The campaign to recall Los Angeles County DA George Gascon failed to collect enough valid signatures to get on the November ballot. The Washington Examiner reports that recall organizers collected 715,833 signatures, however, only 520,050 were deemed legitimate by the Los Angeles County registrar-office. The recall campaign required 566,857 valid signatures to get on the ballot.
According to the office, a breakdown of the invalid signatures revealed that 88,464 of them belonged to unregistered individuals, 43,595 were duplicates, 32,187 were from different addresses, 9,490 had mismatched signatures, 7,344 were canceled, 5,374 were from addresses outside of the county, and 9,331 were deemed invalid for other reasons.
The campaign to remove Gascon has accused the registrar-office of employing unlawful criteria to verify and tally recall petition signatures after volunteers handed over 717,000 signatures. The office contended that 22% of the signatures taken in a random sampling were invalid. However, the campaign did not believe the claim. Additionally, some recall organizers were frustrated after the county banned monitors from watching the signatures be counted.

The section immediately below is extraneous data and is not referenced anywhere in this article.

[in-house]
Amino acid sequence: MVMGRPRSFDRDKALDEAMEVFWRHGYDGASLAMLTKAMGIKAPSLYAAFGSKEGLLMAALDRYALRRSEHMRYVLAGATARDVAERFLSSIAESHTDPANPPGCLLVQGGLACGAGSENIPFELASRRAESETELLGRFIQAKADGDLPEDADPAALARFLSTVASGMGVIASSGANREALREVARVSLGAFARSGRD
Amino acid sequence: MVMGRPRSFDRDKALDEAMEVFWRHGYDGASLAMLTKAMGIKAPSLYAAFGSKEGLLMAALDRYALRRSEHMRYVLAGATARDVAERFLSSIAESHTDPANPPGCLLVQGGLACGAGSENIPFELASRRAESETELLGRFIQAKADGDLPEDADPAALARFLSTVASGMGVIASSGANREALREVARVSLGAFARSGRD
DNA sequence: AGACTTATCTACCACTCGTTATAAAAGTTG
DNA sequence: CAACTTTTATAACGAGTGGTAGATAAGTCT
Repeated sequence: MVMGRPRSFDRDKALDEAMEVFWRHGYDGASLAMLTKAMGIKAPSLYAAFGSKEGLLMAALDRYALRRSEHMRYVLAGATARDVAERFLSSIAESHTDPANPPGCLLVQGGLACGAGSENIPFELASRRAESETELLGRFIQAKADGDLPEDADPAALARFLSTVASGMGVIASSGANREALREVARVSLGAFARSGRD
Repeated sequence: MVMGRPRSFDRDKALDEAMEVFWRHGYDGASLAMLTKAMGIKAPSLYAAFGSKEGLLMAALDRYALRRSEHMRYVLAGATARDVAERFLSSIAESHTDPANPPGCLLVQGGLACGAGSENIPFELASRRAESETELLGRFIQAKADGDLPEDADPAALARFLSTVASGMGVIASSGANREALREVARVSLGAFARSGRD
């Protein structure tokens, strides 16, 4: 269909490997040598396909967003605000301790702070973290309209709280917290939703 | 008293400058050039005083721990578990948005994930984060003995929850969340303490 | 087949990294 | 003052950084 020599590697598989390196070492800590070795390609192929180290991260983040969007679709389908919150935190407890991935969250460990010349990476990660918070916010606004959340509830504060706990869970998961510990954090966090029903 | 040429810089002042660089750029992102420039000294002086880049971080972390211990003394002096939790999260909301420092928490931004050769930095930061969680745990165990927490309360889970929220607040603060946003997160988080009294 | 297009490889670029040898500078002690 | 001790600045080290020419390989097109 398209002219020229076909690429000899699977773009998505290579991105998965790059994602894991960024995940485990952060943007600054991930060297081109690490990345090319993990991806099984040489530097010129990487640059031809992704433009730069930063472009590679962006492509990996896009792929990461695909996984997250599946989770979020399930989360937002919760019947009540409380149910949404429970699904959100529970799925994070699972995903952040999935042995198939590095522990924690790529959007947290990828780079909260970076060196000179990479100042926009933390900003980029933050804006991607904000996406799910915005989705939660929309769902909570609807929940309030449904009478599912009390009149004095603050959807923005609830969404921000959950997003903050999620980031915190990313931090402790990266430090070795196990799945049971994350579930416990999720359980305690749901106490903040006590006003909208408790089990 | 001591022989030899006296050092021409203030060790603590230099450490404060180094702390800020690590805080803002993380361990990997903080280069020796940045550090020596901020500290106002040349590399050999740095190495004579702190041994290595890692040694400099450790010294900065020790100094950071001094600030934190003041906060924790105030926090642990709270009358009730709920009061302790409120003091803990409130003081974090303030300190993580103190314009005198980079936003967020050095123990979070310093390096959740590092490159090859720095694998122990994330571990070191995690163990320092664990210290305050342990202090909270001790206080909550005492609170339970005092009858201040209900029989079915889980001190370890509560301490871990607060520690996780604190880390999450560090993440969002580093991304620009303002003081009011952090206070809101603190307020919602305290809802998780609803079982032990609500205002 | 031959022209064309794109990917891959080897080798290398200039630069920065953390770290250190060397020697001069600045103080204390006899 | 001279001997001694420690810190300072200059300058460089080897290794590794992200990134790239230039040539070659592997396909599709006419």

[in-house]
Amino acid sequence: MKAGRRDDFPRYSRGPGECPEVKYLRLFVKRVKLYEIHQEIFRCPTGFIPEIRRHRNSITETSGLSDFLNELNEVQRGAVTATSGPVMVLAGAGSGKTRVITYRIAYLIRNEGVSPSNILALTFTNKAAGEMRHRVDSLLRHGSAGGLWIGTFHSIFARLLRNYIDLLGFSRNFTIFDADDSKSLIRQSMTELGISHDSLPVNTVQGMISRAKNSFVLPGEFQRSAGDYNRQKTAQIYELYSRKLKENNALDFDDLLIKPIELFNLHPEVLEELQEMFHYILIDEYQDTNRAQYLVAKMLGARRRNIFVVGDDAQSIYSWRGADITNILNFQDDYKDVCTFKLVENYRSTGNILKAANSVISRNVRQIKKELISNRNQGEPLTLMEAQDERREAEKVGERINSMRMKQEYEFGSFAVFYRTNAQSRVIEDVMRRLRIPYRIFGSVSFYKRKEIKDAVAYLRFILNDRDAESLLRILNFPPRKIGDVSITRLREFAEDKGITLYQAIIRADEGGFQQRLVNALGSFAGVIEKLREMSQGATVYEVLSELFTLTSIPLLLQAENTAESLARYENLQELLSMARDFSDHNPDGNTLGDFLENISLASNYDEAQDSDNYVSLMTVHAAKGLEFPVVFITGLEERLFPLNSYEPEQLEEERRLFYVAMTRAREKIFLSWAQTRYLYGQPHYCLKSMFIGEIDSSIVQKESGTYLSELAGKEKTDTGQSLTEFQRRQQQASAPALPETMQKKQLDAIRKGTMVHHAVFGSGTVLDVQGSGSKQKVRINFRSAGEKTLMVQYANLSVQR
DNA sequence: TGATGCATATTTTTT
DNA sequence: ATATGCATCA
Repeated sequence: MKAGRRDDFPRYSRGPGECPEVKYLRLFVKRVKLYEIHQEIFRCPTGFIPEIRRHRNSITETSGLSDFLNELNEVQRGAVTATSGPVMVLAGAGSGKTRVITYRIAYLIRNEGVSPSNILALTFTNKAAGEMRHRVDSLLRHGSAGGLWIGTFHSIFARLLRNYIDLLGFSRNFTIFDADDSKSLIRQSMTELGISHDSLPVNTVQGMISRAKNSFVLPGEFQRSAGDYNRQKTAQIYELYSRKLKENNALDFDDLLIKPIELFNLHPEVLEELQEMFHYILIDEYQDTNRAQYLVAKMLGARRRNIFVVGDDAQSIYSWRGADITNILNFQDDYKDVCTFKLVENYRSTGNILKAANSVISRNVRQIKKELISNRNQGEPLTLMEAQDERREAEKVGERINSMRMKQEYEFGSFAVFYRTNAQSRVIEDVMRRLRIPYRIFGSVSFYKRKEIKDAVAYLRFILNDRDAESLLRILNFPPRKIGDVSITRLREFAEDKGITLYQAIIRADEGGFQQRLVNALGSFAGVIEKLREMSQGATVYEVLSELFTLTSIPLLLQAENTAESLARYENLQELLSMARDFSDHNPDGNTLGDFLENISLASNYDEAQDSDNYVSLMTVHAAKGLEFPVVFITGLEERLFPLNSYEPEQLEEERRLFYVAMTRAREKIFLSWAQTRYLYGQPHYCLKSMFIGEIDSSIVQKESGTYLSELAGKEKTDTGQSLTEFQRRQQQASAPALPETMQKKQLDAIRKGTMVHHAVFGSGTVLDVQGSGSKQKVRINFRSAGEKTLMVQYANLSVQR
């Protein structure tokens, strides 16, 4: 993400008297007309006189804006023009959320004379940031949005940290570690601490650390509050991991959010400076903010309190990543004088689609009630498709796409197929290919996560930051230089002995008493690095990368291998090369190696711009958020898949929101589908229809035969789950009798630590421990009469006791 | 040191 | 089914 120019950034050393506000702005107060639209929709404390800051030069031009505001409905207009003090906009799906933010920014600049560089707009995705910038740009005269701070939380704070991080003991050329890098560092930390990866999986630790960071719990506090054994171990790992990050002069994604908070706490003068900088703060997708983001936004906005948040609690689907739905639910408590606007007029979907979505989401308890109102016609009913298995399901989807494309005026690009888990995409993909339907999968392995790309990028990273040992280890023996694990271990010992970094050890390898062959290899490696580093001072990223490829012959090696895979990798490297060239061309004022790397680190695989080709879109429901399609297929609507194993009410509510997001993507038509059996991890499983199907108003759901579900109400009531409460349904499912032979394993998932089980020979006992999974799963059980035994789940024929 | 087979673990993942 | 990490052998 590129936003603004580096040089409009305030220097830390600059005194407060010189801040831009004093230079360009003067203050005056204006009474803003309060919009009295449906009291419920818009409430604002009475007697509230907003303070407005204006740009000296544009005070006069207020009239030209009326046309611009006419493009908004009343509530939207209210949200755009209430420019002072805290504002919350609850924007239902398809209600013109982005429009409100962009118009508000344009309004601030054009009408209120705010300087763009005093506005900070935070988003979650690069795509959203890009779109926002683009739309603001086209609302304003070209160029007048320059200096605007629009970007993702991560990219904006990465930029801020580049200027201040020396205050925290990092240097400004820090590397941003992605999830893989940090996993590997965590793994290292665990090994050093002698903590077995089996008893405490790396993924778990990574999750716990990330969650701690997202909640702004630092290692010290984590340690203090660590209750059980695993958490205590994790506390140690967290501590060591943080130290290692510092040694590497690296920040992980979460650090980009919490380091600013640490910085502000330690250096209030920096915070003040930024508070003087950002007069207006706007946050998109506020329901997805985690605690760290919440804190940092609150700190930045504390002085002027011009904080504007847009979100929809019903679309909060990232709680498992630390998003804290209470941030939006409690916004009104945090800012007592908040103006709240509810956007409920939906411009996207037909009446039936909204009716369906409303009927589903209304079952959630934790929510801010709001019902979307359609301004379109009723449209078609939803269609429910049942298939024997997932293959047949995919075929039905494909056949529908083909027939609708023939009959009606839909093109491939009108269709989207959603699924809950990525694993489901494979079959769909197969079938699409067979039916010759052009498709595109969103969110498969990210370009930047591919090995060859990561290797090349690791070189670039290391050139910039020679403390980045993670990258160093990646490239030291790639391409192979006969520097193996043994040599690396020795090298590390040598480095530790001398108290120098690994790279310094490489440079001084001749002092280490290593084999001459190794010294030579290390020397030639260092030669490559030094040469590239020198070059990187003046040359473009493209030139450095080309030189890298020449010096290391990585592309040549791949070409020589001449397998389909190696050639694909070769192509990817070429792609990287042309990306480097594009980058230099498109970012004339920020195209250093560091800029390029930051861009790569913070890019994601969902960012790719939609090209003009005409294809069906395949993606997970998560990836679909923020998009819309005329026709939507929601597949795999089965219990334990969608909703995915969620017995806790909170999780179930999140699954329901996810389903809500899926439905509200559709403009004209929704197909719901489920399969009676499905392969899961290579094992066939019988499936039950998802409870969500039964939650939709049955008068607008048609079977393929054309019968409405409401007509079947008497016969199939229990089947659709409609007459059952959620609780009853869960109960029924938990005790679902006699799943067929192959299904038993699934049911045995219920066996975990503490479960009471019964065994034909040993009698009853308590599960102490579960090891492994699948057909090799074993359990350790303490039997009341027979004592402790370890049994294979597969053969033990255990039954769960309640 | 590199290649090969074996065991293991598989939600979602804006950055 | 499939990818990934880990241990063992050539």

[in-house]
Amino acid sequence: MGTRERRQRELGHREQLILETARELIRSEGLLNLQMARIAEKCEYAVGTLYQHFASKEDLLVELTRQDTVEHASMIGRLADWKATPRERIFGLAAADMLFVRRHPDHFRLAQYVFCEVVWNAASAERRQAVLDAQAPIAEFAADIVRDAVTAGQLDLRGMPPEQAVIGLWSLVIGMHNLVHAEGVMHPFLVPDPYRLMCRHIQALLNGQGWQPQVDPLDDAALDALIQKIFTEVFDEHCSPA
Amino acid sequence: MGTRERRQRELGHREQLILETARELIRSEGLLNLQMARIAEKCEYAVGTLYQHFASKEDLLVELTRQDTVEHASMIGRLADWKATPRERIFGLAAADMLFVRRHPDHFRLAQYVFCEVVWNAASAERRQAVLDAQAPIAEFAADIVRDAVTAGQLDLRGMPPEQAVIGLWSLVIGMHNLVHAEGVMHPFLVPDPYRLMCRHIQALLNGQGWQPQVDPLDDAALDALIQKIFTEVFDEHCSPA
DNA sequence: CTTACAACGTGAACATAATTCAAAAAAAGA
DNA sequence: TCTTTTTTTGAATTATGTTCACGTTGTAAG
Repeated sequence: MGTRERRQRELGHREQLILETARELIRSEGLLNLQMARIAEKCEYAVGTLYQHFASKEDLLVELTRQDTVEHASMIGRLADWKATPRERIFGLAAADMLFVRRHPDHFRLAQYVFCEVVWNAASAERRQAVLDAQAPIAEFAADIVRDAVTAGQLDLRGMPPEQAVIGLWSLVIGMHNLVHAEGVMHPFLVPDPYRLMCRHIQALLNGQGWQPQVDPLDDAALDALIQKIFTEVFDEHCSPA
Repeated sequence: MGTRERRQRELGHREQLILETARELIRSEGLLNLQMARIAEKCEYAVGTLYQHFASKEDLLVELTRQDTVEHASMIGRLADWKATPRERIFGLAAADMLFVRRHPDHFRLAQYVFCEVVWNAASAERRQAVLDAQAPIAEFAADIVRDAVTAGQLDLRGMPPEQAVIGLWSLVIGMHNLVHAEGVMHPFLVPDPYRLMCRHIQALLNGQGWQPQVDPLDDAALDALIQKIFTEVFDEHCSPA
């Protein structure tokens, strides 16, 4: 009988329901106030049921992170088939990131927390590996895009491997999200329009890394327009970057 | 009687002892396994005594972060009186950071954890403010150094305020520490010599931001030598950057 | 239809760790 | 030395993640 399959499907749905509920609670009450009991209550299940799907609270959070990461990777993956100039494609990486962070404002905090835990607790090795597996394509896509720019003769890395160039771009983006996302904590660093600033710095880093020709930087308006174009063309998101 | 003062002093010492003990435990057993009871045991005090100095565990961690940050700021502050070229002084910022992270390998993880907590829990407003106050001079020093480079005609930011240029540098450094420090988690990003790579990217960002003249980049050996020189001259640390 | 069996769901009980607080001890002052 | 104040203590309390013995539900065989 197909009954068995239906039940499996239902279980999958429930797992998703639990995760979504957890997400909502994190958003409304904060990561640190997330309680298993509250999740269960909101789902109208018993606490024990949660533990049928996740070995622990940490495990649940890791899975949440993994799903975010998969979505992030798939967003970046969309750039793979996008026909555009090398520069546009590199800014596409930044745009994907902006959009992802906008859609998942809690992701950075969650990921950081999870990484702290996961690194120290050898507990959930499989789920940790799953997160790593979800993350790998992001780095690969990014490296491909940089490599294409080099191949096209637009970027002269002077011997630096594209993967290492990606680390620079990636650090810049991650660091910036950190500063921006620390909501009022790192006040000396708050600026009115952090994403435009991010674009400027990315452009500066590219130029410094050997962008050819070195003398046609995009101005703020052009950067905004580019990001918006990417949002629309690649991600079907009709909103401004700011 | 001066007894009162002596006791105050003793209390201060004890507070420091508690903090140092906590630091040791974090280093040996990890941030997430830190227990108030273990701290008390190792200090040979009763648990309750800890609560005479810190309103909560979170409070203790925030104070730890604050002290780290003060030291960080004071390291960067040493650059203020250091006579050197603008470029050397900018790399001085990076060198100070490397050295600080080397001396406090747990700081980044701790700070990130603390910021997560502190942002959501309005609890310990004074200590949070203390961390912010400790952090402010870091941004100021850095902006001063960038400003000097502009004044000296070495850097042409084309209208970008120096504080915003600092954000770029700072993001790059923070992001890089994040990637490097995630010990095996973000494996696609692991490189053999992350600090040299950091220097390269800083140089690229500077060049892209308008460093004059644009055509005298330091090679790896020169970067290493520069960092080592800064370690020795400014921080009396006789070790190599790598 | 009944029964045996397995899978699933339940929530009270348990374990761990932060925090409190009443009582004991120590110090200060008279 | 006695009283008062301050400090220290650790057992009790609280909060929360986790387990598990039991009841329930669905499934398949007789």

In 2020, state legislation made it simpler for county authorities to declare a signature legitimate. The law stated that a signature is correct unless it appears noticeably different. Recall organizer and former district attorney Steve Cooley said that the number of invalid votes dropped by 83% after the 2020 law took effect and noted that “almost everything is not adding up.”
A recent poll by the Long Beach Center for Urban Politics and Policy showed that while 27.1% of respondents opposed the recall, 45% of people supported the recall of Gascon from his post as district attorney. The poll was conducted between May 19 and May 25 and questioned 1,037 registered Long Beach voters.